In Chautauqua, young summer employees find a place to hone skills and make some money as they shape their career paths
Story by John Ford
They may be scooping ice cream, making your change or serving up coffee at the Refectory. Perhaps they take your bag with a smile as you arrive at the hotel. They may take a note for the newspaper, prepare part of your Athenaeum meal or sit astride one of the Institution’s big mowing machines.
They are some of the hundreds of young people who work on the grounds each summer, helping in often invisible ways to make your stay more memorably pleasant. Here are some of their stories.
Back this summer for another season as a cook in the large, versatile Athenaeum Hotel kitchen, this 21-year-old Jamestown, N.Y., native is doing what he loves. But while his passion may be cooking, he also is a physics major at Colgate University who spent his 2011 spring semester studying quantum physics at Australia’s University of Wollongong.
About a year ago, Lasker recalled, “I left the Athenaeum kitchen, helped out at my last President’s Cottage social event on Saturday and resumed classes at Colgate two days later.”
That seems to be the course of his curiously bifurcated life. He studies physics by day but couldn’t stay out of the kitchen, taking a line cook job at the Colgate Inn a couple of evenings a week. While in Australia, Lasker took an unpaid job at Sydney’s noted Quay Restaurant for a week “to keep my hand in,” he said.
Now, life could have delivered a solution in the form of molecular gastronomy. Athenaeum chef Ross Warhol describes this new phenomenon as the study “of the physical and chemical processes that occur while cooking.” Warhol is an experienced proponent.
“(Molecular gastronomy is) cooking at the core level.,” Lasker said. “Heat, for example, either coagulates or uncoagulates protein. It’s fascinating to observe what heat does to eggs.”
Maybe molecular gastronomy also can point the way to Lasker’s future.
This well-organized 19-year-old from Lakewood, N.Y., was an Athenaeum Hotel dining room hostess last summer, but this year, she is office manager at The Chautauquan Daily.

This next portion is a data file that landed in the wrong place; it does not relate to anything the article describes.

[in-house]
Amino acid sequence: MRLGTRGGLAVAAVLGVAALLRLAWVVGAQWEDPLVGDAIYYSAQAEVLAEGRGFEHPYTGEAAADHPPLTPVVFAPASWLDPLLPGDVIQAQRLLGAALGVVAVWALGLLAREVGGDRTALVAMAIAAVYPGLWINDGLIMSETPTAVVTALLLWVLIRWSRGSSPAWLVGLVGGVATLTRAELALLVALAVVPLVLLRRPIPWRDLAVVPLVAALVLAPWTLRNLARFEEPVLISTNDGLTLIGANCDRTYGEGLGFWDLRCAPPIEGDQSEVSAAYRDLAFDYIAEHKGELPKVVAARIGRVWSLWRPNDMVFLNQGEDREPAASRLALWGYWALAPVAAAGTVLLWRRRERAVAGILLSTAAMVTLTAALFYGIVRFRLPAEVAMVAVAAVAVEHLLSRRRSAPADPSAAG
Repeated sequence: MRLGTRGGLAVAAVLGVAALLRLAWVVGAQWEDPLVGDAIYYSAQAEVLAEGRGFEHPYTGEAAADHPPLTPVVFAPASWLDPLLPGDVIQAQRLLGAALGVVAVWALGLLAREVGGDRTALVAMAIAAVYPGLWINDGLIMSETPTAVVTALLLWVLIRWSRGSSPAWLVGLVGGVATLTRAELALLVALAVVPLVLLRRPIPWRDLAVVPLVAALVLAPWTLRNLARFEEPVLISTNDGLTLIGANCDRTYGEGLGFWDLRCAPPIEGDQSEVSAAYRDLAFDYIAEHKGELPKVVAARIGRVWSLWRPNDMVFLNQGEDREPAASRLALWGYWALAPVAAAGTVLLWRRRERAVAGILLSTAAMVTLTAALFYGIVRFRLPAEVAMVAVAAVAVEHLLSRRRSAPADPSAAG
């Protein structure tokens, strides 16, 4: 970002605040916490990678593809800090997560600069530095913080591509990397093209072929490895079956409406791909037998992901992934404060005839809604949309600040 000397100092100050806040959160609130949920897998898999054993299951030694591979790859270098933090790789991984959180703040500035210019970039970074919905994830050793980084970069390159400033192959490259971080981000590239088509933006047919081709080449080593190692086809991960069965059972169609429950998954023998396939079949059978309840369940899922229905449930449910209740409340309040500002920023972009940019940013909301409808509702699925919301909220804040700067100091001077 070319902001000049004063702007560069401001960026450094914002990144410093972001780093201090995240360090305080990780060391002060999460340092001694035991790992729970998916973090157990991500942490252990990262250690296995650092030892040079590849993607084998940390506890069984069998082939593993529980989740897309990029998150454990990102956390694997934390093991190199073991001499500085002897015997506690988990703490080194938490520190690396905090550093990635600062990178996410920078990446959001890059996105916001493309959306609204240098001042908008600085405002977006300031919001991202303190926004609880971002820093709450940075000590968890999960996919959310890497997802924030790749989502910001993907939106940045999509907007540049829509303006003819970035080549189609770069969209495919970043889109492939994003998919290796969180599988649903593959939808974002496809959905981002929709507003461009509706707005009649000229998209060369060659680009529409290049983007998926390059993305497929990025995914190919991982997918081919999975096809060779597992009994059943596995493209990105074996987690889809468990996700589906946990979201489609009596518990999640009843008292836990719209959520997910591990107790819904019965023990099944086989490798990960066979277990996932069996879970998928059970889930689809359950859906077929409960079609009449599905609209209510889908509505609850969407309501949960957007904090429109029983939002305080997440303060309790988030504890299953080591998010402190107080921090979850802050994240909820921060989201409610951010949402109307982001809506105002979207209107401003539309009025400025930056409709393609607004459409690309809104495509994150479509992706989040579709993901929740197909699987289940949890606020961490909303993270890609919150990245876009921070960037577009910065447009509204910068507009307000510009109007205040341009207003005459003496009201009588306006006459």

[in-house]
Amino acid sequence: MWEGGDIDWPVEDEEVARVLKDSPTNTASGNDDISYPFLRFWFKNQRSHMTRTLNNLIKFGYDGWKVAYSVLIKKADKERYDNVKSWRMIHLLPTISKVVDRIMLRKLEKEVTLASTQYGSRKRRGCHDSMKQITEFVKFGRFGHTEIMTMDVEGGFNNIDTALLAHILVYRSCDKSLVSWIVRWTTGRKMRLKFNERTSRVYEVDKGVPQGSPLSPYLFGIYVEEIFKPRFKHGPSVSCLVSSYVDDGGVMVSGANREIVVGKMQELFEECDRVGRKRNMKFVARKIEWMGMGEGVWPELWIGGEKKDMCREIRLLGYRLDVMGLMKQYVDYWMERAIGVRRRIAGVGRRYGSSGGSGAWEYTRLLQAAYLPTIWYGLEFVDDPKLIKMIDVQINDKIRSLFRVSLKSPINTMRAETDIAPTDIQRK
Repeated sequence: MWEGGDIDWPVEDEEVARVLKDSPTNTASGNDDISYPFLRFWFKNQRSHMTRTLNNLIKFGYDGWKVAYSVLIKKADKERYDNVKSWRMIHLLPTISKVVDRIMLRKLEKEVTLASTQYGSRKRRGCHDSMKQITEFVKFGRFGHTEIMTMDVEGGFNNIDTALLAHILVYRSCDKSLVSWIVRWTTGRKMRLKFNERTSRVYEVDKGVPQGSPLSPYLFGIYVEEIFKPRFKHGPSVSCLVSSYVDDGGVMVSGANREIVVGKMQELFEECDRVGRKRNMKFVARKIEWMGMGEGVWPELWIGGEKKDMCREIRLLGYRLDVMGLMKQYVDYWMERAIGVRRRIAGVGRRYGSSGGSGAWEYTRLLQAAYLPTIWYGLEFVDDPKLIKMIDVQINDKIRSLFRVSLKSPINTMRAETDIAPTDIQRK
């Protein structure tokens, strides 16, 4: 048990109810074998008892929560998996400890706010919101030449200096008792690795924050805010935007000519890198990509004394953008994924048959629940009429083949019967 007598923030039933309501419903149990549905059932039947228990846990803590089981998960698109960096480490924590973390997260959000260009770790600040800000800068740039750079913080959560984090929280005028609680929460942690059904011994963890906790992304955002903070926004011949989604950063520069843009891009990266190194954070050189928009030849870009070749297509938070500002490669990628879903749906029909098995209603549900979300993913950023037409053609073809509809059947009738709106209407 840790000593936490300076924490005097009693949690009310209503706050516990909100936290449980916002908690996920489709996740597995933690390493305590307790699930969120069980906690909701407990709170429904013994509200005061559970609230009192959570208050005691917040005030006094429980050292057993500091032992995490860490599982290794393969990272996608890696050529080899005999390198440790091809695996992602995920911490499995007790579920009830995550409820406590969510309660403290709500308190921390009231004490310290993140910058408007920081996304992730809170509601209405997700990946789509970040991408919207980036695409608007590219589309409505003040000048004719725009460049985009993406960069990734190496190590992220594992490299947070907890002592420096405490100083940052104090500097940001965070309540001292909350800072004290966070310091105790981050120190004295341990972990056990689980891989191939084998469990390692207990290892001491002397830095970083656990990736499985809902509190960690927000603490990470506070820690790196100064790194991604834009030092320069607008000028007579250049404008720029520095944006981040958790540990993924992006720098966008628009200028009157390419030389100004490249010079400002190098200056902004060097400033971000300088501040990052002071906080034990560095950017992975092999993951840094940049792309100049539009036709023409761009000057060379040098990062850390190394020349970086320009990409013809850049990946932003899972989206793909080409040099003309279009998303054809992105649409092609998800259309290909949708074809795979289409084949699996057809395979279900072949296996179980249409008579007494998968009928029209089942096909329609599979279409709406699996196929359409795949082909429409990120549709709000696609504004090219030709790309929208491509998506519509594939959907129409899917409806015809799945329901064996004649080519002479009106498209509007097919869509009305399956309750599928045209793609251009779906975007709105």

She soon leaves for Cambridge, Mass., for her sophomore year at the Massachusetts Institute of Technology, where she may very well be preparing for a career as an actual rocket scientist.
“I’ve always been fascinated by airplanes and flight in general,” Stevens said. “While I was still at Southwestern High School, I decided to aim for colleges which gave me a chance to pursue that career. MIT was my ‘reach’ school.”
While her other acceptances all offered generous scholarships, Stevens aimed high, aided by scholarship prize money she won with a high finish in the local Junior Miss pageant.
“If you don’t know what’s going on, it seems like another beauty contest,” Stevens said. “But 40 percent of our scores were from our academic records and the personal interview.
“The rest of the score was made up of a talent performance — I played violin for 10 years; athletic record — I was captain of the swim and dive team; and ‘poise’ exhibited in floor-length gowns.”
Now, she’s on MIT’s swim team, looks out her dorm room window at the Charles River and may be headed for the stars.
But she’s probably not headed for metaphysics.
James and John Hughes
When asked a question, these 18-year-old fraternal twins from Lakewood unfailingly and politely sort out the response, never trampling on each other’s words and always somehow allowing a cogent reply from each. John, one minute older, is a sophomore chemical engineering major at Rochester Institute of Technology. James is concentrating on economics and finance with a minor in entrepreneurship at the same school. They room together at school in a large suite.
This summer, they both work at the Refectory, with James, the future financier, manning the ice cream counter cash register and John scooping out ice cream.
“This is our first summer as employees at Chautauqua,” John said, “but our family often spent Christmas on the grounds, so it’s familiar territory for us.”